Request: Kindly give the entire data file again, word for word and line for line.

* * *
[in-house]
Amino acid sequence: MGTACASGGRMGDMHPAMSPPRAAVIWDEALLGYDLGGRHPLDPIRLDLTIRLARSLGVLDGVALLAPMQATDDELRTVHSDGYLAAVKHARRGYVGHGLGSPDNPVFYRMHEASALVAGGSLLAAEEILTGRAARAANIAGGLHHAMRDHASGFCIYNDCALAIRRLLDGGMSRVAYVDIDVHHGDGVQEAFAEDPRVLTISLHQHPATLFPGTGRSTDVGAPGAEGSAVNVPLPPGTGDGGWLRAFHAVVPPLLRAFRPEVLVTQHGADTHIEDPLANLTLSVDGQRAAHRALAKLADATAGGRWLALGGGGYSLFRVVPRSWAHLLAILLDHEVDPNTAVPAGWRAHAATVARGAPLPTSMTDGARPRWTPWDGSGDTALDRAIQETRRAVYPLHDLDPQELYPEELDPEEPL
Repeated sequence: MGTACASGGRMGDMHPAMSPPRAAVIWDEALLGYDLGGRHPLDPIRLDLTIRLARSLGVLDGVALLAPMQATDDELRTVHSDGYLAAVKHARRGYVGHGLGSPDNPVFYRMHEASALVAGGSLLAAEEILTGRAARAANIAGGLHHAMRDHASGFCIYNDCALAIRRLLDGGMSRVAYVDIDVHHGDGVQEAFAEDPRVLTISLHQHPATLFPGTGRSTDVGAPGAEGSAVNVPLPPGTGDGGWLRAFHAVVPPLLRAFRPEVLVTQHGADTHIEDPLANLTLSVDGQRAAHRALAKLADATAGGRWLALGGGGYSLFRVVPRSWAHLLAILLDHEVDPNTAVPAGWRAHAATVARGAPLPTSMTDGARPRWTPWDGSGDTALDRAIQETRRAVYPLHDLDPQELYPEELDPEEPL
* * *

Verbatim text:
[in-house]
Amino acid sequence: MGTACASGGRMGDMHPAMSPPRAAVIWDEALLGYDLGGRHPLDPIRLDLTIRLARSLGVLDGVALLAPMQATDDELRTVHSDGYLAAVKHARRGYVGHGLGSPDNPVFYRMHEASALVAGGSLLAAEEILTGRAARAANIAGGLHHAMRDHASGFCIYNDCALAIRRLLDGGMSRVAYVDIDVHHGDGVQEAFAEDPRVLTISLHQHPATLFPGTGRSTDVGAPGAEGSAVNVPLPPGTGDGGWLRAFHAVVPPLLRAFRPEVLVTQHGADTHIEDPLANLTLSVDGQRAAHRALAKLADATAGGRWLALGGGGYSLFRVVPRSWAHLLAILLDHEVDPNTAVPAGWRAHAATVARGAPLPTSMTDGARPRWTPWDGSGDTALDRAIQETRRAVYPLHDLDPQELYPEELDPEEPL
Repeated sequence: MGTACASGGRMGDMHPAMSPPRAAVIWDEALLGYDLGGRHPLDPIRLDLTIRLARSLGVLDGVALLAPMQATDDELRTVHSDGYLAAVKHARRGYVGHGLGSPDNPVFYRMHEASALVAGGSLLAAEEILTGRAARAANIAGGLHHAMRDHASGFCIYNDCALAIRRLLDGGMSRVAYVDIDVHHGDGVQEAFAEDPRVLTISLHQHPATLFPGTGRSTDVGAPGAEGSAVNVPLPPGTGDGGWLRAFHAVVPPLLRAFRPEVLVTQHGADTHIEDPLANLTLSVDGQRAAHRALAKLADATAGGRWLALGGGGYSLFRVVPRSWAHLLAILLDHEVDPNTAVPAGWRAHAATVARGAPLPTSMTDGARPRWTPWDGSGDTALDRAIQETRRAVYPLHDLDPQELYPEELDPEEPL